The angiogenesis inhibitor bevacizumab (Avastin, Genentech/Roche) has been approved for use in ovarian cancer in another patient population.
The latest approval from the US Food and Drug Administration (FDA) is for use of bevacizumab, together with chemotherapy, in patients with platinum-sensitive recurrent epithelial ovarian, fallopian tube, or primary peritoneal cancer.
The drug is already approved for use in patients with platinum-resistant ovarian cancer, as well as in several other cancer types.
Women are said to have a "platinum-sensitive" form of the disease if a relapse occurs after 6 months or longer following the last treatment with a platinum-based chemotherapy. They are considered to have a "platinum-resistant" form of the disease if a relapse occurs less than 6 months after the last treatment with a platinum-based chemotherapy. About half of patients fall into each category.
The new approval in platinum-sensitive patients covers use of bevacizumab in combination with either carboplatin and paclitaxel or carboplatin and gemcitabine chemotherapy, followed by bevacizumab use alone.
It is based on two phase 3 trials, the GOG-0213 and the OCEANS studies.
Results from the GOG-0213 study showed that patients treated with bevacizumab added onto chemotherapy lived for about 5 months longer than those treated with chemotherapy alone (median overall survival [OS], 42.6 months vs 37.3 months; hazard ratio, 0.84 or 0.82, depending on stratification factor). Although it just missed achieving statistical significance, this was considered by investigators to be a "clinically meaningful" improvement in OS.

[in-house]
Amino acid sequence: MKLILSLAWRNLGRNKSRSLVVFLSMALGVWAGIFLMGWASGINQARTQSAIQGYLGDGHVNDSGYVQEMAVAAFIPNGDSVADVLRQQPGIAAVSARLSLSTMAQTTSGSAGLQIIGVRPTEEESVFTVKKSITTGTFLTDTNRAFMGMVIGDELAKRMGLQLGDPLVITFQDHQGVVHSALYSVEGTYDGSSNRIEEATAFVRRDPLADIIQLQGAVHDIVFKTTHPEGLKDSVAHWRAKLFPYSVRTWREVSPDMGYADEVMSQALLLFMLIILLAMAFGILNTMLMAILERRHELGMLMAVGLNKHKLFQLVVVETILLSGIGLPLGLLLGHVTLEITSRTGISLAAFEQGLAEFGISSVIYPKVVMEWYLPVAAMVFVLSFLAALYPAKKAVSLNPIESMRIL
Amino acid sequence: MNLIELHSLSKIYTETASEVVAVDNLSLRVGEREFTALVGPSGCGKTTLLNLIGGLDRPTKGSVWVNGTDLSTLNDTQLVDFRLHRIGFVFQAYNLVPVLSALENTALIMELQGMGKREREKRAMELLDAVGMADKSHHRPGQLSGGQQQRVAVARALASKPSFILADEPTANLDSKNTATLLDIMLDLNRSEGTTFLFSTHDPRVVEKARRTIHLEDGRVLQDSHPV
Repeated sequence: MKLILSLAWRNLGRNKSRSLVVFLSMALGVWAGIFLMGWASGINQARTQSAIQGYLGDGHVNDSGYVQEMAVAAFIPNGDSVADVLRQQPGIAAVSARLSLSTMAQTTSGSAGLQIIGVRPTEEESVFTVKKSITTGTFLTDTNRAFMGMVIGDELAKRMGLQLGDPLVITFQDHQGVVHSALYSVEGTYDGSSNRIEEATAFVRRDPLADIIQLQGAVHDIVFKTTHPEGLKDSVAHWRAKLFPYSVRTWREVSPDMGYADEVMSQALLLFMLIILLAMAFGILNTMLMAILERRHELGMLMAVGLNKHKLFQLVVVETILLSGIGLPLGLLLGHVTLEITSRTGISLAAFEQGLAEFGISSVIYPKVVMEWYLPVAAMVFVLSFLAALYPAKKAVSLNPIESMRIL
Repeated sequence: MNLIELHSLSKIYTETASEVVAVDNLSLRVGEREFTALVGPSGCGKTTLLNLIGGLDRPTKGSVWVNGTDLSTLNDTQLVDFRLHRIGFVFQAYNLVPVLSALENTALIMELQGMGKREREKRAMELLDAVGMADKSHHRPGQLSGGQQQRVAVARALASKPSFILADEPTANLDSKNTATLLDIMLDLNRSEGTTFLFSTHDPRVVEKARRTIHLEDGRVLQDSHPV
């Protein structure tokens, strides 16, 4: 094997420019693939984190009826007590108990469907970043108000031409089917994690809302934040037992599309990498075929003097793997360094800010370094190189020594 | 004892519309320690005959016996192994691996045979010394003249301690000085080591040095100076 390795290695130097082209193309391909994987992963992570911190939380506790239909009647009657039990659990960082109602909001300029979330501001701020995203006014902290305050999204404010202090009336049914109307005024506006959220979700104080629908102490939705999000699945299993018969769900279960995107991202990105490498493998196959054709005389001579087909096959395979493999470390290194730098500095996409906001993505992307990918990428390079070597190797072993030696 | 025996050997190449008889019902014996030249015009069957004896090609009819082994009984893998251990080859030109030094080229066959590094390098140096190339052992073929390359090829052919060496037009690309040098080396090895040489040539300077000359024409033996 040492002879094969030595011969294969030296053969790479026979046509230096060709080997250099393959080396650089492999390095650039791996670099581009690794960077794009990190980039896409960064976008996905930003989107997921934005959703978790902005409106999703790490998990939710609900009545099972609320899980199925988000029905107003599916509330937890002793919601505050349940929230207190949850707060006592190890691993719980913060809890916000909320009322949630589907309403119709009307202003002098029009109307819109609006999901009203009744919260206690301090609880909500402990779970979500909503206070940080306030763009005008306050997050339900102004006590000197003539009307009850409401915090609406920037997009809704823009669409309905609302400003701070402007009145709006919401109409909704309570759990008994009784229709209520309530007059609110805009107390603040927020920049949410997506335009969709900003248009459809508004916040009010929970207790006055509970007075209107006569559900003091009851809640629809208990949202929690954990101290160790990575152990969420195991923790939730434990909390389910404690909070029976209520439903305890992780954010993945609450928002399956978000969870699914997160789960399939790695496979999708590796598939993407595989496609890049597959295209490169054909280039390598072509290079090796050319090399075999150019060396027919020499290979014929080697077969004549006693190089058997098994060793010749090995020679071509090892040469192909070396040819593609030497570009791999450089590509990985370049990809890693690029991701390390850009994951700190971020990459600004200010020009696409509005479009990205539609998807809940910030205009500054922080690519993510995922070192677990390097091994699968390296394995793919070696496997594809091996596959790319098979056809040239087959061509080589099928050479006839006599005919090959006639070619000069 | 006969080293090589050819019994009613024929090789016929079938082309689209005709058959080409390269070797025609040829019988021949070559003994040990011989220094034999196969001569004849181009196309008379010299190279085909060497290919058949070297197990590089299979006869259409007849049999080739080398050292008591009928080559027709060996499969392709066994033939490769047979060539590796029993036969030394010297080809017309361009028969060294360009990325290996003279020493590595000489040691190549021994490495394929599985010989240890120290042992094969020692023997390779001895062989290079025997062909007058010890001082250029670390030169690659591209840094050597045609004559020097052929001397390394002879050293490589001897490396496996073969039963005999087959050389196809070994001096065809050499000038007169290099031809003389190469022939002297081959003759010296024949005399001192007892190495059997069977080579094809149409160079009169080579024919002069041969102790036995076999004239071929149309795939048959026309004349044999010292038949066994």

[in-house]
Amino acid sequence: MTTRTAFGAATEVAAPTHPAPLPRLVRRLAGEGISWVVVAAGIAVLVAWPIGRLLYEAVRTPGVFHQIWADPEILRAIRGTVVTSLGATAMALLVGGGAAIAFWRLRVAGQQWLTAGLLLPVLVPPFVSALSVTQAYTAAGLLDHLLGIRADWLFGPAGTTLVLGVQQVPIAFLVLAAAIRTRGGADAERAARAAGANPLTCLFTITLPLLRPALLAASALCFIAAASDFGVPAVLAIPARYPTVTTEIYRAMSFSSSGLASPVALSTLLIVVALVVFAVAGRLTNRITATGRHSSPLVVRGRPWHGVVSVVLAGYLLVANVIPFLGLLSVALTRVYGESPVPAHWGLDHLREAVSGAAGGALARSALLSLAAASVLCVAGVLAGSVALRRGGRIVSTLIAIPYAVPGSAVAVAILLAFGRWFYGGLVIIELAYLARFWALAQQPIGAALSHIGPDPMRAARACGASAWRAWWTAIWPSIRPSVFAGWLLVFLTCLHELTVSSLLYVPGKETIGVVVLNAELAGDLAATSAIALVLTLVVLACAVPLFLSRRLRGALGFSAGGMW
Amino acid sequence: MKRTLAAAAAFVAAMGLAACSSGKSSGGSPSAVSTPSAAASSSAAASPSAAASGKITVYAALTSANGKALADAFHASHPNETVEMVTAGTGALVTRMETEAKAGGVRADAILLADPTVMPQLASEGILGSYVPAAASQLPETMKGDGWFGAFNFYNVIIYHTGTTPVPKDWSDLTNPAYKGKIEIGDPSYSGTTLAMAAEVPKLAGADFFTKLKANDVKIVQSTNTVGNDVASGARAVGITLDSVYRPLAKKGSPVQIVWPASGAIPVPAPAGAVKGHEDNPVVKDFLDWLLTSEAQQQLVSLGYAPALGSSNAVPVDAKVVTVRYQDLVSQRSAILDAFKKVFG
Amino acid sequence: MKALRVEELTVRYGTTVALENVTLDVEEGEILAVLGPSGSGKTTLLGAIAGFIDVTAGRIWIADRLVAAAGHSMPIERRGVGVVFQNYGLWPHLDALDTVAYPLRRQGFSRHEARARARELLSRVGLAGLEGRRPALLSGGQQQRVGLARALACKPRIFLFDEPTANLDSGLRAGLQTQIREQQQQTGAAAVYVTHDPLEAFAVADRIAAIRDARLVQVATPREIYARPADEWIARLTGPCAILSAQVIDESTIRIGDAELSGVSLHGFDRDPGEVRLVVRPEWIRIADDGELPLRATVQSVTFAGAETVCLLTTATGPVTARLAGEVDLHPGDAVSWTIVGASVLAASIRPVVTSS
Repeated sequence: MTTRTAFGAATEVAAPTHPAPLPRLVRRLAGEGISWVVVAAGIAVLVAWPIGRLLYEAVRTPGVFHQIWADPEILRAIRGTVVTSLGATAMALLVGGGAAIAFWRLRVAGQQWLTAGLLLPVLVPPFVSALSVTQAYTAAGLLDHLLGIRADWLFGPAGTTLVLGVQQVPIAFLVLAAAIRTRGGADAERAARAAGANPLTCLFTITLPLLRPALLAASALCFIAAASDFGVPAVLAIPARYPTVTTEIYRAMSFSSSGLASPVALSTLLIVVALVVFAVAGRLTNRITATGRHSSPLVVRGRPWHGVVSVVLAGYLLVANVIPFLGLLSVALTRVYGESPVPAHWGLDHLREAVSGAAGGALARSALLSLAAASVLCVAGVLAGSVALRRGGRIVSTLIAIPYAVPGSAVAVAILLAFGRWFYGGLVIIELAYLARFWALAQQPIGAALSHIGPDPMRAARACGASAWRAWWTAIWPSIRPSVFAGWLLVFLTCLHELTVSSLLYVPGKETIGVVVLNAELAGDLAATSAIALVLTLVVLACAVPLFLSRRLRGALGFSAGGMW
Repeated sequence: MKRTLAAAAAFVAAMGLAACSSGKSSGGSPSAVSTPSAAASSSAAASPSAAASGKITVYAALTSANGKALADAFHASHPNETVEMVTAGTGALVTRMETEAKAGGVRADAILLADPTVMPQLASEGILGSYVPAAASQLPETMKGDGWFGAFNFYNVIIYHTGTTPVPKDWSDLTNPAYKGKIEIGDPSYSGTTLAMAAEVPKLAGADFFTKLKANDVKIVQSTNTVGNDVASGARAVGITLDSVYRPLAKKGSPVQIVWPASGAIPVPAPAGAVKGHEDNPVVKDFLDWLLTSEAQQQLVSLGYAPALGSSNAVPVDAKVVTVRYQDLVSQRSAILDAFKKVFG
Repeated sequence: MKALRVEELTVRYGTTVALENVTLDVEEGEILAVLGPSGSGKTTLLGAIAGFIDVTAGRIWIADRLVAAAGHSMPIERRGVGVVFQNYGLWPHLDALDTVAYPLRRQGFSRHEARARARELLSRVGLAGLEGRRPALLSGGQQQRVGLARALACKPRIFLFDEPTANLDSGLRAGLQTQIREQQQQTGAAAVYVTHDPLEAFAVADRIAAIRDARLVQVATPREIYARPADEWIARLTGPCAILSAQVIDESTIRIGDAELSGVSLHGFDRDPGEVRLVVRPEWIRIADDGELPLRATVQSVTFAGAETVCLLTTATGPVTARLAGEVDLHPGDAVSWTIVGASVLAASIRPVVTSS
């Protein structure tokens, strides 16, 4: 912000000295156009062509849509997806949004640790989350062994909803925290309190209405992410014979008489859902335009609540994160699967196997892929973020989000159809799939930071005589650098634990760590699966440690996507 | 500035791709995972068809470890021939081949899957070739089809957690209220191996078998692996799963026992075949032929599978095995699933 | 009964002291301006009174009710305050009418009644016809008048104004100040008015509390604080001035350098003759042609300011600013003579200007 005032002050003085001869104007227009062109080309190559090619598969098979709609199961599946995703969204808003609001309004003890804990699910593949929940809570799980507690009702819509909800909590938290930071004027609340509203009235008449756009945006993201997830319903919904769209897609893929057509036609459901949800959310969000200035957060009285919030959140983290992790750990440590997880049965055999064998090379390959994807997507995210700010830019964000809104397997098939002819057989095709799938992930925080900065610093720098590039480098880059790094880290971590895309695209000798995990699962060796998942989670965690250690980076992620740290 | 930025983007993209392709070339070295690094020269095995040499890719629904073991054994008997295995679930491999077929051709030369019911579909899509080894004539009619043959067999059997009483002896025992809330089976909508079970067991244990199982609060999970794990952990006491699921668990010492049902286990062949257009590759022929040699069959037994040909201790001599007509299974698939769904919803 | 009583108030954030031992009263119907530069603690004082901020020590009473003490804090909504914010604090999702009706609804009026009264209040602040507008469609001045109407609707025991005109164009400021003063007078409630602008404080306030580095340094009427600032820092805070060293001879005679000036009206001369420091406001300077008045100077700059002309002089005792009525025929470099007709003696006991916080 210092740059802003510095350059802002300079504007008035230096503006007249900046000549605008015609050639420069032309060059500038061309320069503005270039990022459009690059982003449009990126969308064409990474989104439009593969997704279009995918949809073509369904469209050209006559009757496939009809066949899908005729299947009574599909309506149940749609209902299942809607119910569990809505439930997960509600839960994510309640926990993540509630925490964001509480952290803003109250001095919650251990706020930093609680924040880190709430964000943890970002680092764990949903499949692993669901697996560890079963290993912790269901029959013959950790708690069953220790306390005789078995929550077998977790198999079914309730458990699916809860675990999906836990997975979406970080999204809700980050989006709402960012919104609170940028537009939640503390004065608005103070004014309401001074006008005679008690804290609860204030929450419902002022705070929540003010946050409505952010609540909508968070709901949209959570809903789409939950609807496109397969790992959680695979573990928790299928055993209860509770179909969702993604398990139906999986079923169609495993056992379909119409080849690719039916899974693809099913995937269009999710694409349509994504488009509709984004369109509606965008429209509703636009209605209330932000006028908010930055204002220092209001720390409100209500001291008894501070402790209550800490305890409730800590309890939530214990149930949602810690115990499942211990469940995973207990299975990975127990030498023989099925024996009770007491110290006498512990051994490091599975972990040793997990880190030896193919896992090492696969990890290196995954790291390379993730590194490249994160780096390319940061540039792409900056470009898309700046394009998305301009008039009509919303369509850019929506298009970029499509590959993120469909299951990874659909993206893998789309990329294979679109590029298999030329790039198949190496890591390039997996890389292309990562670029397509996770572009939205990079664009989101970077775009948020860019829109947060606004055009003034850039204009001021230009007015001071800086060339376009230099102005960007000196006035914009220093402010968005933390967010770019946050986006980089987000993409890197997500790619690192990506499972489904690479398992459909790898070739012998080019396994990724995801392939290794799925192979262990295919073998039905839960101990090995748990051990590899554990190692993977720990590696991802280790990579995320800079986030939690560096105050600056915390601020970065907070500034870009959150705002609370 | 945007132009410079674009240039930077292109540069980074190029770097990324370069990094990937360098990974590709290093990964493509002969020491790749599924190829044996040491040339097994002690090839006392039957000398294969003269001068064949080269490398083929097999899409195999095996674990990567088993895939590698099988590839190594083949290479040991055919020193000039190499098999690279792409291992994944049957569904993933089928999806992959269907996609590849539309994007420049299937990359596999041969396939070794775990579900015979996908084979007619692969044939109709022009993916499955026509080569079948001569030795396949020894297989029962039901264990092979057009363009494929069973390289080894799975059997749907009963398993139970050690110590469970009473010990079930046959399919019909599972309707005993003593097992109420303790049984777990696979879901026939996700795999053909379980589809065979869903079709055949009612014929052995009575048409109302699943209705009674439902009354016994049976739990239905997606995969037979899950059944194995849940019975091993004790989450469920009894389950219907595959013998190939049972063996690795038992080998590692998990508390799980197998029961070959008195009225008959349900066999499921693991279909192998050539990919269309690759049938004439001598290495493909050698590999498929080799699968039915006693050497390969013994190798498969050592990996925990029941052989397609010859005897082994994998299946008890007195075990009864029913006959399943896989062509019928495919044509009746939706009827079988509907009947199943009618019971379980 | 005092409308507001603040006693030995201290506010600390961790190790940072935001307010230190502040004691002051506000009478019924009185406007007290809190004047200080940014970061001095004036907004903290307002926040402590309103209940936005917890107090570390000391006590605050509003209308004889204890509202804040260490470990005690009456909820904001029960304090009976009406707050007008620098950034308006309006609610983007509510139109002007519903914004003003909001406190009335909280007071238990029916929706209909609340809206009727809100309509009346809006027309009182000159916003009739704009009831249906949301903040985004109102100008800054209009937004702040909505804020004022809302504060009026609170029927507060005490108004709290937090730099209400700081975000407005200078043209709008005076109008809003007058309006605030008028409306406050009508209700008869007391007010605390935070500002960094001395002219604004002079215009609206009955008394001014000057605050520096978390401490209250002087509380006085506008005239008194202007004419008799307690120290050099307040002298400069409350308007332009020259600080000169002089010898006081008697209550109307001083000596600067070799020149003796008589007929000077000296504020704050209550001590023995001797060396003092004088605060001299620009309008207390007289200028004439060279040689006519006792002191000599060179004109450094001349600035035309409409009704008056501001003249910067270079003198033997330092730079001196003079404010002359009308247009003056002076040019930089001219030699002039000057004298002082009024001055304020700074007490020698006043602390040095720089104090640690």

The other trial, known as OCEANS, did not show a survival benefit, but both trials showed a significant improvement in progression-free survival when bevacizumab was added onto chemotherapy.
Bevacizumab was approved for use in patients with platinum-resistant ovarian cancer in November 2014, on the basis of the phase 3 AURELIA study. Results from this study showed that adding bevacizumab to chemotherapy led to a statistically significant improvement in progression-free survival and objective response rate over standard chemotherapy alone, although there was no OS benefit.
The latest approval "demonstrates Genentech's commitment to women with ovarian cancer, a disease with signs and symptoms that too often go unrecognized," David Barley, chief executive officer, National Ovarian Cancer Coalition (NOCC), commented in a company press release.
Ovarian cancer causes more deaths than any other gynecologic cancer in the United States, the company notes. In 2016, about 22,200 women will be diagnosed with ovarian cancer in the United States and about 14,200 will die of the disease.